Today's leading stories include reports on Facebook encryption and Data Access Agreement and an Immigration exemption court case.
Facebook encryption and Data Access Agreement
There is widespread print coverage this morning – in the Sun, Guardian, FT, Times, Telegraph, Mail, Independent and Star, and on broadcast in the Today Programme, Sky and ITV – of the open letter written by the Home Secretary to Facebook.
The papers report that the Home Secretary has accused Mark Zuckerberg of creating a "digital blind spot" where paedophiles and terrorists will be able to hide "despicable" crimes. The articles carry her comments saying that plans for end-to-end encryption on Facebook's Messenger service will deny law enforcement access to millions of reports of child abuse and terrorist plots.
The papers also highlight that the Home Secretary has announced a "world-first" agreement that will enable UK law enforcement agencies to demand electronic data on expected terrorists, child abusers and criminals from US tech firms.
On broadcast, the Security Minister was interviewed by Good Morning Britain, Sky, LBC and the Today Programme. He highlighted that the changes won’t mean that law enforcement agencies have access to any new data, it simply speeds up the process that is currently there. He said, “if we have evidence that someone is acting illegally online, the process to get that information can take six to 24 months but this agreement means we can do it in days.” The Minister also noted that “it’s about working together with Facebook and finding a balance as millions of pieces of information on terrorism or child abuse are being moved around online – it’s right we crack down.” He also confirmed that “information won’t be used for cases in America involving the death penalty”.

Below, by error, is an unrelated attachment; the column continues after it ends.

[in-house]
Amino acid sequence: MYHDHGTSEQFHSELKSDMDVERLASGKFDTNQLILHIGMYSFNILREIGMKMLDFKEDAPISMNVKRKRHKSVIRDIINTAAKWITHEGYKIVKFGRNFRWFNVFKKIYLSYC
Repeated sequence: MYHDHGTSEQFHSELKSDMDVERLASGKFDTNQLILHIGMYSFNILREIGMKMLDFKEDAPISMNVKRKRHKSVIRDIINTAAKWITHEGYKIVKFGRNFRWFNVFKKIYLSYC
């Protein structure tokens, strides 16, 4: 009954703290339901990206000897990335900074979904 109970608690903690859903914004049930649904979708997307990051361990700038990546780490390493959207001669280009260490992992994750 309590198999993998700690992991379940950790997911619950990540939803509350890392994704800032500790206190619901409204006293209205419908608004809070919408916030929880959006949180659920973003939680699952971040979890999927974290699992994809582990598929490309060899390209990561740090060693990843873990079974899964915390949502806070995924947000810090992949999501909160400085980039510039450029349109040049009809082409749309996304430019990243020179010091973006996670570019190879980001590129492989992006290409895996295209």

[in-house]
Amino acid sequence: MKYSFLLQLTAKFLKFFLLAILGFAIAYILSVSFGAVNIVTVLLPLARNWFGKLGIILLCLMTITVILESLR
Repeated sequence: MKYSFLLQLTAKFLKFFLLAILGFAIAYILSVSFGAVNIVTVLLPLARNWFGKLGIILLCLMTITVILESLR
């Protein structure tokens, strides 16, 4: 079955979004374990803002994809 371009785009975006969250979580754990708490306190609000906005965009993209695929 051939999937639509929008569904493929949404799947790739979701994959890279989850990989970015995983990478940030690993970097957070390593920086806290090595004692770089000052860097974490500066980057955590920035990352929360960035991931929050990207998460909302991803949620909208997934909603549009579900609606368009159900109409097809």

The Telegraph carries an op-ed by the Home Secretary where she highlights the need to act quickly to tackle paedophiles and terrorists online and the threat posed to “populations across the world - with few physical boundaries and the ability to rapidly spread the most appalling content with devastating consequences.” The piece notes that as Home Secretary will continue to fight to bring more prolific offenders to justice and safeguard vulnerable victims.
Home Secretary Priti Patel said:
Terrorists and paedophiles continue to exploit the internet to spread their messages of hate, plan attacks on our citizens and target the most vulnerable.
As Home Secretary I am determined to do everything in my power to stop them. This historic Agreement will dramatically speed up investigations, allowing our law enforcement agencies to protect the public.
This is just one example of the enduring security partnership we have with the US and I look forward to continuing to work with them and global partners to tackle these heinous crimes.
Immigration exemption court case
Campaigners have lost a High Court challenge over new laws that prevent EU citizens living in Britain from finding out what data the Home Office holds on them, the Guardian reports.
According to the paper, The 3million group had challenged an exemption clause in the Data Protection Act that came into force last year, which denies them the right to access their personal records in immigration cases.
It’s reported that in a ruling on Thursday, Mr Justice Supperstone concluded the exemption was not unlawful.
A Home Office spokesperson said:
We welcome this judgment from the High Court which confirms our position, that the immigration exemption is lawful.